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For centuries if not millennia, Orthodox Christianity has maintained a complex cultural/political relationship with the “West.” The Great Schism of 1054 divided Christendom and formed the religious and cultural self-understanding of the Orthodox faithful as inherently opposed to the West. The vagueness of the term West has enabled a wide range of (often simplified) interpretations and has served a variety of political purposes. At the same time, Western interpretations of Orthodoxy have exhibited similar shortcomings. To what extent Orthodox Christian communities have internalised conceptions of Orthodoxy as anti-West, remains an open question, especially considering that a large proportion of the Orthodox faithful live in diaspora in Western societies.

Religious and cultural identities often overlap, and a religious identity does not always imply certain religious beliefs or the occurrence of religious practices. This is particularly true when it comes to Orthodox Christian devotees. Ninety-one per cent of the European Orthodox Christian population claims to believe in God. However, according to the statistics provided by the Pew Research Center, those who identify as Orthodox Christians are less likely to actively practice their religion than people of other faiths. Compared to, for example, the Catholic faithful, Orthodox Europeans are less likely to practice their faith by attending services, praying or following the lent. These statistics show what “being Orthodox” means to the Orthodox faithful of Europe: this identity is not only religious but also cultural and even political. While religious identifications are, in Western democracies, usually considered matters of personal choice and private life, this may be different for the faithful themselves.

The artificial dichotomy between the East and the West, as well as religious-cultural identity formation, involves political values and meanings, and Orthodoxy might bring additional elements into the equation. Over the last decades, the cultural position of Orthodox Christianity has been increasingly narrated in terms of “traditional values,” and the Orthodox Church has sometimes been considered, at least by some Orthodox faithful, to be the last fortress against the profanity and secularity of the so-called West. This narrative has been fuelled by Vladimir Putin’s government and its politics and has resonated among traditionalist Orthodox faithful in other parts of Europe.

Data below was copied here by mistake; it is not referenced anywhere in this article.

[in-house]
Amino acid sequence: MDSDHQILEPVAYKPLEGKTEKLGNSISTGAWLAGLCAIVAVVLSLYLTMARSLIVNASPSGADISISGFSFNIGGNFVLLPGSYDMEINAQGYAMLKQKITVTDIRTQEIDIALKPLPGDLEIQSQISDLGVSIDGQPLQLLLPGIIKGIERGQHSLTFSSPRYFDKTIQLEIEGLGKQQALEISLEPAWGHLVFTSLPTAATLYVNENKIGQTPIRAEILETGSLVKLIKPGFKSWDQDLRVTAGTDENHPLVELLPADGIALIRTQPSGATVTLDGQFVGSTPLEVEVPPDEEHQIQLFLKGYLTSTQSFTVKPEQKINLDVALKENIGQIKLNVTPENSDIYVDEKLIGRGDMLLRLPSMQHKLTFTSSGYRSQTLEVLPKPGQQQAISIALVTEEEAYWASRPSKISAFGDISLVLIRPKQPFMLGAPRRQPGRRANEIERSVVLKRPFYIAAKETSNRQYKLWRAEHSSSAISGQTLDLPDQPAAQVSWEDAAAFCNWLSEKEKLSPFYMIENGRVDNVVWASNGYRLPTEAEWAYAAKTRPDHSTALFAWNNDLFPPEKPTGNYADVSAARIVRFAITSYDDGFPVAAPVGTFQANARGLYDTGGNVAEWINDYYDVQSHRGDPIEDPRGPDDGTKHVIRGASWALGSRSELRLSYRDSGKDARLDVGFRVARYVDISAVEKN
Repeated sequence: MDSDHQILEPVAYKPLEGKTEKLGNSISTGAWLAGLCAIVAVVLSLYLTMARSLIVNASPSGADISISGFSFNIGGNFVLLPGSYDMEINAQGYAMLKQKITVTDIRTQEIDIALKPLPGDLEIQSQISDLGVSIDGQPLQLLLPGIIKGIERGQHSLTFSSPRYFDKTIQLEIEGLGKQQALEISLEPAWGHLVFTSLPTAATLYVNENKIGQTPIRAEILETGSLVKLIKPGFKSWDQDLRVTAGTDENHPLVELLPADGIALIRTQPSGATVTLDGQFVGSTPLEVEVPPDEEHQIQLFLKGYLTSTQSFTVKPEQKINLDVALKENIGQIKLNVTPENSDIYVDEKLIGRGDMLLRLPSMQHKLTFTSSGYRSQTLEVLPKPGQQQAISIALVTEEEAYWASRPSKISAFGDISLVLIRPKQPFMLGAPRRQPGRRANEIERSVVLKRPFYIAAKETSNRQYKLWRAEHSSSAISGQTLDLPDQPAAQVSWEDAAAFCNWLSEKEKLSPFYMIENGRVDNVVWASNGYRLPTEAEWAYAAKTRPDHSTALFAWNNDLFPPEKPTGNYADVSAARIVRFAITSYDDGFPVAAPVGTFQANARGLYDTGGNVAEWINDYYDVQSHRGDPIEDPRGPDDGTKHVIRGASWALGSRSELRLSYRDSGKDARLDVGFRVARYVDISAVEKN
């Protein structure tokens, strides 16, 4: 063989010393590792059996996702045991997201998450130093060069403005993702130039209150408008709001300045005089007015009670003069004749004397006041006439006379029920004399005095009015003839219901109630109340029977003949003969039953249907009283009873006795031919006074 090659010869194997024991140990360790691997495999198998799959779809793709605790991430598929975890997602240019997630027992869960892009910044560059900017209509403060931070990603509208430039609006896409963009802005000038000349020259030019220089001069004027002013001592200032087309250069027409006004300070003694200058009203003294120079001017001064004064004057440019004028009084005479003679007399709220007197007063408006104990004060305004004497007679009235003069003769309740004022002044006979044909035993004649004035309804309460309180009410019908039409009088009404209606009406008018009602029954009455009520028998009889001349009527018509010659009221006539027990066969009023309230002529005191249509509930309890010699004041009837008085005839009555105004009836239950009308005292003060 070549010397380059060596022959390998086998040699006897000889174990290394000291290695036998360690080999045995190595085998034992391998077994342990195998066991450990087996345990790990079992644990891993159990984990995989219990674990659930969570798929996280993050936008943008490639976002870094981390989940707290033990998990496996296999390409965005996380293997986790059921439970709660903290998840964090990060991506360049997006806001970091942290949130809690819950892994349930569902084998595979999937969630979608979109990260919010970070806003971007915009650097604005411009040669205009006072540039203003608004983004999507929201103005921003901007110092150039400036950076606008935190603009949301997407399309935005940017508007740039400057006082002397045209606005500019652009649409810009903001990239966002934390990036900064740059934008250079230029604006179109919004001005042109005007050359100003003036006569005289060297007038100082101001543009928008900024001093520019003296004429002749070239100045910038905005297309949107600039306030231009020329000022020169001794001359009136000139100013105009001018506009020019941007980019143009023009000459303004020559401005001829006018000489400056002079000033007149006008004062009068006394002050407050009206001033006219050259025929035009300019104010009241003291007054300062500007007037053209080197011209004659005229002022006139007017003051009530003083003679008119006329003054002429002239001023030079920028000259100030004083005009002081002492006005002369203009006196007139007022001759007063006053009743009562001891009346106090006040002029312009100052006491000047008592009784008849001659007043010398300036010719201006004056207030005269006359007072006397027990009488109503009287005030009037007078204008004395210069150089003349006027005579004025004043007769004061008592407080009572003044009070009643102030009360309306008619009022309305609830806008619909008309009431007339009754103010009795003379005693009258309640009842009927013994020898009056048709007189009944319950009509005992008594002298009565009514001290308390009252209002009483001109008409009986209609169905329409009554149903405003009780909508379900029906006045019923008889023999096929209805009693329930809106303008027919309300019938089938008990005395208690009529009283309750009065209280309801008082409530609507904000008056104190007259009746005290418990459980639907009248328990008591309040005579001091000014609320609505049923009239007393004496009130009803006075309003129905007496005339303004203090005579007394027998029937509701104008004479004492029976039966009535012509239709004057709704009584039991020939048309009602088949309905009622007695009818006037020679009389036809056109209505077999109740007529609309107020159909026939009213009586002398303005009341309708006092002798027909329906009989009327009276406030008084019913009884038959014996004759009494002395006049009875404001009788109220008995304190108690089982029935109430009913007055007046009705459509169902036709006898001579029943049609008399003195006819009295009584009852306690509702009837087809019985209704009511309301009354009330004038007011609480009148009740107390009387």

Orthodox Christianity’s encounters with unfamiliar ideas and systems of thought have pushed Orthodox theologians and believers to define Orthodox theology’s conceptions of other churches and their legitimacy. The Orthodox theological tradition has both reflected and enhanced the antinomical representation of Orthodoxy and the West. One of the most influential modern Orthodox theologians, Georges Florovsky, who represents the so-called neopatristic school, argued in his book The Ways of Russian Theology (1937) that Orthodox theology has absorbed Western pietistic and scholastic ideologies, which he saw as alien to the Orthodox tradition. Florovsky’s view has been criticised and challenged by other scholars of Orthodox theology; however, it has nevertheless significantly influenced Orthodox self-understanding.

The 20th century marks an era of diaspora and oppression for Orthodox Christianity. The beginning of the 21st century seems to indicate at least two trends. First, the number of Orthodox Christians continues to decline, while other major branches of Christianity, Catholicism and Protestantism, are attracting more followers. Second, Orthodox churches have acknowledged that they need to engage in discussions on contemporary matters. This has been manifested in the Moscow Patriarchate’s document The Basis of the Social Concept (2000) and the Ecumenical Patriarchate’s document For the Life of the World: Towards a Social Ethos of the Orthodox Church (2020). How the Orthodox churches reply to the most important and acute contemporary issues, such as climate change or global wealth disparity, will further influence their position on the imagined East-West scale.

Dr. Talvikki Ahonen is a social scientist with academic interest in religious groups as political actors.

Perspectives on the Study of Eastern and Western Personhood

Matti Kotiranta & Antti Raunio

Philosophers (117) by Mikhail Nesterov. 
Depicting Pavel Florensky and Sergei Bulgakov
Philosophers (1917) by Mikhail Nesterov

A commonly held view is that the Western world perceives human beings as being individualistic. ‘Individualism’ may be understood in many ways, but the main question is whether the Western view of human beings is as strongly individualistic as it is often thought (or claimed) to be. This is an interesting question because the assumed individualism influences the Western cultures’ relations with, for example, Eastern Orthodox cultures.


The Christian tradition has contributed to the conception of the human being by introducing the term ‘person’, which was first used to describe the Christian understanding of the triune God. The Christian idea of a person combines Platonic, Stoic, Neoplatonic and Aristotelian influences. Even though the relations between Western theological and philosophical notions of the person have been discussed in many contexts, the topic has not been investigated comprehensively.